07-10-2011, 09:03 AM
Just a question for all you tech heads out there..
I have a Windows Vista Sony Viao about 3 years old that has a very full HD, is it worth buying an external SSD and transferring everything on to that then just using the native HD for day to day programmes like PHD/Astrophotographers Tool etc
I ask this because I would have no idea how to change the HDD inside the machine
Do external SSD's really help spped up the machine or is it slowed down by a USB 2 connection?
07-10-2011, 09:12 AM
The only way it will speed your computer is to clone the old drive then put the SSD in your machine and restore the cloned image to the SSD. Using software like Ghost. They can only speed it up if they are the drive installed in the machine
07-10-2011, 03:58 PM
My two cents for the tech heads... I upgraded my MacBook Pro to an Intel X-25MG2 160 GB SSD and replaced the DVD drive with a Toshiba 1 TB 5200 RPM HDD. I use the HDD for storing large files (SLR RAWs, videos, app images, etc) and everything else on the SSD.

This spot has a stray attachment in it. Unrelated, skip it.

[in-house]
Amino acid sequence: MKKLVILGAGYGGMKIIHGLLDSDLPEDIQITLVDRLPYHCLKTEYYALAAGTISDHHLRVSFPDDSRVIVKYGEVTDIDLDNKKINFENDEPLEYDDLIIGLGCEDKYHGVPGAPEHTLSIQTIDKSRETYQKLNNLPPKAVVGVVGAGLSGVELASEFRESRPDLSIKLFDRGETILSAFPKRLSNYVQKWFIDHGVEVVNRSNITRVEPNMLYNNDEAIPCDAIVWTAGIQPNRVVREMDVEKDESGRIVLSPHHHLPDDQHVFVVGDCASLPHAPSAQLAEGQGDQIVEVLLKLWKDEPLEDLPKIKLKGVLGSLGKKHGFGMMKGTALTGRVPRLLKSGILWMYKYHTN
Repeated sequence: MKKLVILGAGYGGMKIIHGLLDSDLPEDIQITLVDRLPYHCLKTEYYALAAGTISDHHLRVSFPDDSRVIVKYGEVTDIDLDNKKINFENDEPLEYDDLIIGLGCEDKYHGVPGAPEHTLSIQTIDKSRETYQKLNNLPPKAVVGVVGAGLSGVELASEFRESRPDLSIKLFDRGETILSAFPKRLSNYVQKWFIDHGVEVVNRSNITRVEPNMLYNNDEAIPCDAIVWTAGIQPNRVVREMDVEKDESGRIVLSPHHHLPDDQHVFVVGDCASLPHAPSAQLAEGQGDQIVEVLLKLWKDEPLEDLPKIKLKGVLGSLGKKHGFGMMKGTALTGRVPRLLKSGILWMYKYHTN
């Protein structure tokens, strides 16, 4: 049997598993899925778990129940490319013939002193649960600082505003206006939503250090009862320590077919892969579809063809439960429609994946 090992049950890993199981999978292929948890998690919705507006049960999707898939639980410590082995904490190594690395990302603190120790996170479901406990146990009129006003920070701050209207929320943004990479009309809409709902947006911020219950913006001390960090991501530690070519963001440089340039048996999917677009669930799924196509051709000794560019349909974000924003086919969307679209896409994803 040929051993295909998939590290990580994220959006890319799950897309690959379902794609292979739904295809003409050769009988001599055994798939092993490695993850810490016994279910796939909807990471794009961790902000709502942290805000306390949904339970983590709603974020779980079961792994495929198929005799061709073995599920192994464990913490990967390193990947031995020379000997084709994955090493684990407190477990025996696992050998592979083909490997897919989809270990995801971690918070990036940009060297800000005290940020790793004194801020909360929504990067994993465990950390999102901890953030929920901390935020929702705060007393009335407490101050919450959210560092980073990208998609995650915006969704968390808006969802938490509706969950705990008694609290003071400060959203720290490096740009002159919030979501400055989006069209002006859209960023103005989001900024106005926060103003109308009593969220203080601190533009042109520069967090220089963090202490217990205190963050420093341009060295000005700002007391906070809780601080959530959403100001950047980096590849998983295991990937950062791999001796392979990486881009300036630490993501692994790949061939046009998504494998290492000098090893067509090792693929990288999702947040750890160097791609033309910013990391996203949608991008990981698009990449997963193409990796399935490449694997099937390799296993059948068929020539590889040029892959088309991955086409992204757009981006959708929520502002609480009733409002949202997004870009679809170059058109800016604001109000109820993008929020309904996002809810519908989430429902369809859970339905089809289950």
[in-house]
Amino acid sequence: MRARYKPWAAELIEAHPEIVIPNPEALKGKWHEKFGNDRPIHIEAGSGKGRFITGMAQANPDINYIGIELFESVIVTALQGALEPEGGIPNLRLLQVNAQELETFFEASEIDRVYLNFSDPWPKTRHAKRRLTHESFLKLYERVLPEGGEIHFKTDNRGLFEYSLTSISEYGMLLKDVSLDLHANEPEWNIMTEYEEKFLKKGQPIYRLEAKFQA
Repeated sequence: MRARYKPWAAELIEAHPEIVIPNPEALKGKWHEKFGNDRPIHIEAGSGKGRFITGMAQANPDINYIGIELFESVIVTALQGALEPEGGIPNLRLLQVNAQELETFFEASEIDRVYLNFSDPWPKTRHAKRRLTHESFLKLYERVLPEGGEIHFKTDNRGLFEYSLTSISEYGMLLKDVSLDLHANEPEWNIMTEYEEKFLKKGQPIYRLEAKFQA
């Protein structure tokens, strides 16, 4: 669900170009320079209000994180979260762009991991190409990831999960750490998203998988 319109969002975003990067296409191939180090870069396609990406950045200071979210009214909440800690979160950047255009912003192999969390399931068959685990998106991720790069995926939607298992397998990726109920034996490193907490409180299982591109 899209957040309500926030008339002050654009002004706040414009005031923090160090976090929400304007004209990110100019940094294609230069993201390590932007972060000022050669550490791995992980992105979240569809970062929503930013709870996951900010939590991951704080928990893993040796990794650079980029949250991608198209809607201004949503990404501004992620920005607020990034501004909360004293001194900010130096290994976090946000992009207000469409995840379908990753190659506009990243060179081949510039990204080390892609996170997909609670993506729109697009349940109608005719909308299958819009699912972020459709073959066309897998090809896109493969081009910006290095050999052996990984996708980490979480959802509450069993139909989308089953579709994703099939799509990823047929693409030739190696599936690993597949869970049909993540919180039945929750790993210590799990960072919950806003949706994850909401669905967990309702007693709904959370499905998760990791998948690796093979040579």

Here are a couple of screen shots of my Activity Monitor taken when I was defragging my virtual machine disk image to recover some disk space. Sequential reads: over 200 MB/sec. Input/output operations per second (IOPS): often in the thousands, exceeds 10000 when installing apps. My previous 7200 RPM laptop HDD was lucky to hit 60 MB/sec and 120 IOPS for random reads/writes... my SSD is often 30 to 100 times faster!
The best part of all is the scalability. Loading Photoshop CS5 on its own takes about 3 or 4 seconds. Loading Photoshop, Lightroom, Word, Excel, and PowerPoint simultaneously takes a bit over 5 seconds. Amazing... especially in a laptop!